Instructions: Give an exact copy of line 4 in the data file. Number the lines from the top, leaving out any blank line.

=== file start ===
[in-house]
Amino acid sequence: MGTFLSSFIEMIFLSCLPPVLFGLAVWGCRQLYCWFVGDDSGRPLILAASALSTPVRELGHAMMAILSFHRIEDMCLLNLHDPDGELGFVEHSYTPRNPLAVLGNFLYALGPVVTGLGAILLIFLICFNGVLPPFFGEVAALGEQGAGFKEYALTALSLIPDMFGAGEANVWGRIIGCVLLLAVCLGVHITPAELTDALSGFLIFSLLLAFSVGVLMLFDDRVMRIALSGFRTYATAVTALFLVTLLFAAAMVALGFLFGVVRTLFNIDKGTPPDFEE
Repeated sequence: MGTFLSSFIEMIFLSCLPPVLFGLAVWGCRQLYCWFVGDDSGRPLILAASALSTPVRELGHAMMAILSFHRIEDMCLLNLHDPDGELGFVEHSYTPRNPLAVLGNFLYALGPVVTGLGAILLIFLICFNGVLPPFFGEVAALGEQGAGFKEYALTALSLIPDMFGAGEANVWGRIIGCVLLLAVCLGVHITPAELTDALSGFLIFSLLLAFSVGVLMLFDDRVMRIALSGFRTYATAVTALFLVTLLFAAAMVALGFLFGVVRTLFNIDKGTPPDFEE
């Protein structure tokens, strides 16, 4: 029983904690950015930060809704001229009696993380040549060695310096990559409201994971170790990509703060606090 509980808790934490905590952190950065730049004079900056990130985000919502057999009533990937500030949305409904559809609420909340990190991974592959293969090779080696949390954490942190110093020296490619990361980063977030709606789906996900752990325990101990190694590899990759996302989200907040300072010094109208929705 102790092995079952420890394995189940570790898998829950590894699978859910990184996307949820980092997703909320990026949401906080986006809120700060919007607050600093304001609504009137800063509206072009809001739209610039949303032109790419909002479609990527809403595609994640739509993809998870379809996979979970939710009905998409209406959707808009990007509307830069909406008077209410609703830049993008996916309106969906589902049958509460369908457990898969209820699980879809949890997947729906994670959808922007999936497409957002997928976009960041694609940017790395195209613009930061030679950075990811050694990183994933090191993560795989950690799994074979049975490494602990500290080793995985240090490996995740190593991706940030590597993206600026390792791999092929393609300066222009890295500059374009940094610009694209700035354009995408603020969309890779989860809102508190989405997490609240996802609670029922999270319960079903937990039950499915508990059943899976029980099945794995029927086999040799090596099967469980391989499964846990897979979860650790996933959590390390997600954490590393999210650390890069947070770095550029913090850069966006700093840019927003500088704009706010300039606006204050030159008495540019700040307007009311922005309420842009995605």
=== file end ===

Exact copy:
């Protein structure tokens, strides 16, 4: 029983904690950015930060809704001229009696993380040549060695310096990559409201994971170790990509703060606090 509980808790934490905590952190950065730049004079900056990130985000919502057999009533990937500030949305409904559809609420909340990190991974592959293969090779080696949390954490942190110093020296490619990361980063977030709606789906996900752990325990101990190694590899990759996302989200907040300072010094109208929705 102790092995079952420890394995189940570790898998829950590894699978859910990184996307949820980092997703909320990026949401906080986006809120700060919007607050600093304001609504009137800063509206072009809001739209610039949303032109790419909002479609990527809403595609994640739509993809998870379809996979979970939710009905998409209406959707808009990007509307830069909406008077209410609703830049993008996916309106969906589902049958509460369908457990898969209820699980879809949890997947729906994670959808922007999936497409957002997928976009960041694609940017790395195209613009930061030679950075990811050694990183994933090191993560795989950690799994074979049975490494602990500290080793995985240090490996995740190593991706940030590597993206600026390792791999092929393609300066222009890295500059374009940094610009694209700035354009995408603020969309890779989860809102508190989405997490609240996802609670029922999270319960079903937990039950499915508990059943899976029980099945794995029927086999040799090596099967469980391989499964846990897979979860650790996933959590390390997600954490590393999210650390890069947070770095550029913090850069966006700093840019927003500088704009706010300039606006204050030159008495540019700040307007009311922005309420842009995605």